That is indeed the Highland Lad Pub, the houses in time became shops then some of them later knocked down though not all, you can still see the outlines of the corner which became a Cobblers.
    My Doctor was Wilmot who had been in the army and was always good if you wanted a few more days leave from the army, we would talk about the Middle east then he would say bad back is it have a few days at home. Doctor Armitage was the Lady Doctor who did not take prisoners you got no extra leave off her. I then had Doctor Moony a lovely man who operated on me in his surgery taking some fatty lumps off my head. local anesthetic a few quick cuts then sixteen stitches and back to work. Things were done very differently then and probably for the better.
    The High Street has seen many changes in my lifetime though it always seems to keep its main character.
    Frank.

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    • Doc Armitage was our doctor also, and as you say, was very strict. Having read your explanation, it all came flooding back. Many thanks, Frank.

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    • I remember Drs. Mooney, Wilmott and Armitage. Dr. Armitage was strict as you say Frank, as was Dr. Mooney whereas Dr. Wilmott was a more laid back character. I remember when Dr. Mooney was our doctor I was waiting outside his room and in that time Dr. Wilmott saw about five patients before I was called in to see Dr. Mooney who always was thorough.
      Do you also remember the antiquated system of being summoned from the waiting room to the doctor’s surgery? You collected a disc which was coloured and had a number on it, then you waited until your doctor’s name flashed up and everyone then began asking who had the lowest i.e. next number!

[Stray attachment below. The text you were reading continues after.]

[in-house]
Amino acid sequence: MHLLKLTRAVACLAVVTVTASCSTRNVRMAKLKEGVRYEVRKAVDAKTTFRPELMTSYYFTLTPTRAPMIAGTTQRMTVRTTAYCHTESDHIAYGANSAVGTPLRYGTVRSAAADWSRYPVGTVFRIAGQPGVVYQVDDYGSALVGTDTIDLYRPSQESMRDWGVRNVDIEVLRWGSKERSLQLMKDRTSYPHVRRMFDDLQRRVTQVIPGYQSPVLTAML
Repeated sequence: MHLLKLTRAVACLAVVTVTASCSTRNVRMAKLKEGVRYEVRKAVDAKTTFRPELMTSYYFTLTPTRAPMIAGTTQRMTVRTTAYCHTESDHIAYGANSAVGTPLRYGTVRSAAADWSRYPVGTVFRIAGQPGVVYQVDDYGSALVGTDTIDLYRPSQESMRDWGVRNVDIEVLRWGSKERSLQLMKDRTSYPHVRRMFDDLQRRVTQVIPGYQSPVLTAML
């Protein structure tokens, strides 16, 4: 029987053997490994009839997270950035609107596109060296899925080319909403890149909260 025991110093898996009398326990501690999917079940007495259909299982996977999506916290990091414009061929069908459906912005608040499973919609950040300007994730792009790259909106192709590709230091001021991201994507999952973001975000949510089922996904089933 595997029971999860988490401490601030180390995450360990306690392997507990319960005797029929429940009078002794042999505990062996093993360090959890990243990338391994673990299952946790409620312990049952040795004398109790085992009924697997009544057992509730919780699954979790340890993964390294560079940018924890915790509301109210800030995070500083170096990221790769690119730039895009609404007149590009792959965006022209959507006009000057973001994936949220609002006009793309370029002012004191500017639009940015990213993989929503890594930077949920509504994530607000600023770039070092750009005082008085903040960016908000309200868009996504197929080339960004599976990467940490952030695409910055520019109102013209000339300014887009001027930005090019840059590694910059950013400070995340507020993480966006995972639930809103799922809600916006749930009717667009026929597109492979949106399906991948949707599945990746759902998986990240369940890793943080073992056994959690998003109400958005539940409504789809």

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      • Our doctor was Dr Wilmott. I now live in Devon but we were up in Teesside the other day visiting places from my happy childhood days. I was telling my husband about the system with the coloured discs. Strange how some things stay in your mind after so many years. Happy days.

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        • I remember similar discs being used in the surgery at the end of Mansfield Avenue in Thornaby. What is more memorable and unimaginable nowadays, was the sight of the doctor sitting at his desk, puffing away on either a cigarette or a pipe.

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        • Doctor Wilmot lived in a large house on Norton Green until he retired, he then went to the Lake District I believe. He once asked me how I ever got in the army having had Osteomyelitis one of the few cured of quite a lot of local children who got it. I told him that at the recruitment centre in Middlesbrough it was him who passed me A1+. I had spent several months in plaster between twelve and thirteen with a leg iron, the Surgeon at Stockton and Thornaby Hospital told me if I did what he told me I would get my wish and join up, needless to say I did do that. It included walking miles playing all the games as I normally would and never giving up when the pain was blinding me.